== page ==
Through sheer determination and grit, Dr Ong returned home to Melbourne, with the hard-earned ability to walk functionally again, albeit with a limp and a mobility aid.
Following her rehabilitation, Dr Ong continued her studies and built herself a rewarding career as a dual-trained rehabilitation medicine and specialist pain medicine physician.
“I stepped up as a clinical leader at work using my compassionate leadership skills and became a mum to two beautiful children whom I adore. I had a very supportive husband, close family and friends,” she reflected.
On the outside, everything seemed perfect. However, Dr Ong had gained something else throughout her difficult recovery process that was just as transformative as her physical recovery – a new appreciation of the importance of self-compassion.
Her newfound ability to look inward and prioritise her own wellbeing meant that she could no longer ignore the obvious signs of burnout, brought on by the lingering effects of her injury, her demanding career, further studies, and the challenges of motherhood.
“I ignored the warning signs, feeling that burnout was a sign of vulnerability and weakness. I just kept pushing through,” she said, until eventually, she could run on adrenaline no longer, and abruptly hit a wall.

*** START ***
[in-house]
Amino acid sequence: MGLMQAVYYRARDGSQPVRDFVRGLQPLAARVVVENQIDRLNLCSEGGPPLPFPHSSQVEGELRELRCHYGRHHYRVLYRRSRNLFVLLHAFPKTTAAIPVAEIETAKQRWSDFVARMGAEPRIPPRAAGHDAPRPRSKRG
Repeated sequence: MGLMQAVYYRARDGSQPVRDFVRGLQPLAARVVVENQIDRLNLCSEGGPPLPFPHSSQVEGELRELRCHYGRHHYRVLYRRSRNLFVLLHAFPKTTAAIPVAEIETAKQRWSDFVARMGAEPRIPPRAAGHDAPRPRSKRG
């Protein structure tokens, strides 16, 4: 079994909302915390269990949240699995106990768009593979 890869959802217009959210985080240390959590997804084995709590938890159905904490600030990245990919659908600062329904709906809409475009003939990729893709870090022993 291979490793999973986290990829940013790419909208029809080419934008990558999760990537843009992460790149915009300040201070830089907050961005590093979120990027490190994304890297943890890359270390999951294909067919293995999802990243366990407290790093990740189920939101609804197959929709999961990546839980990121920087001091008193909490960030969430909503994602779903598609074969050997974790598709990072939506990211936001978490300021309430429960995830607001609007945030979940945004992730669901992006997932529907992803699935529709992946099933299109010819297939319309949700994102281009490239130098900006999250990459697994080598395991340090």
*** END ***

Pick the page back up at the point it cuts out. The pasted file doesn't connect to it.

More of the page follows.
“I knew there had to be a way to build my career while growing my family and becoming the leader and mother I envisioned myself to be,” she said.
“I took the determination I had applied to learning how to walk again and applied it to transforming my life.”
Rising from the ashes of burnout
Dr Ong’s epiphany was borne from the starkly contrasting experience of relearning to walk, a journey requiring immense patience, self-compassion, and commitment to making each move mindfully, with that of her day-to-day life as a doctor.
Prior to her accident, Dr Ong described her way of working as being on “autopilot”, running from task to task, patient to patient, never listening to her internal cues or reaching out for help when she needed it.
Her perfectionism, while in some ways helped her achieve such success, was now threatening her wellbeing and the sustainability of her career in medicine.